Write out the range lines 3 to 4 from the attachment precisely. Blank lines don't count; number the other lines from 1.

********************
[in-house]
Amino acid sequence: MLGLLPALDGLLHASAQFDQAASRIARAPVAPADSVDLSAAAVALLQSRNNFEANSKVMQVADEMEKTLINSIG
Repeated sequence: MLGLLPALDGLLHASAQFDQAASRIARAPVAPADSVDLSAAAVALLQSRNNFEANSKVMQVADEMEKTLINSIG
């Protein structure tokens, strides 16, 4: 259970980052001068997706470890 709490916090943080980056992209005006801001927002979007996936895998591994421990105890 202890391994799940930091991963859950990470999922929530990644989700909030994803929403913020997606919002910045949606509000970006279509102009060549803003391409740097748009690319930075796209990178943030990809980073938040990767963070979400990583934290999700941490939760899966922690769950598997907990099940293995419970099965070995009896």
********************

Repeated sequence: MLGLLPALDGLLHASAQFDQAASRIARAPVAPADSVDLSAAAVALLQSRNNFEANSKVMQVADEMEKTLINSIG
């Protein structure tokens, strides 16, 4: 259970980052001068997706470890 709490916090943080980056992209005006801001927002979007996936895998591994421990105890 202890391994799940930091991963859950990470999922929530990644989700909030994803929403913020997606919002910045949606509000970006279509102009060549803003391409740097748009690319930075796209990178943030990809980073938040990767963070979400990583934290999700941490939760899966922690769950598997907990099940293995419970099965070995009896």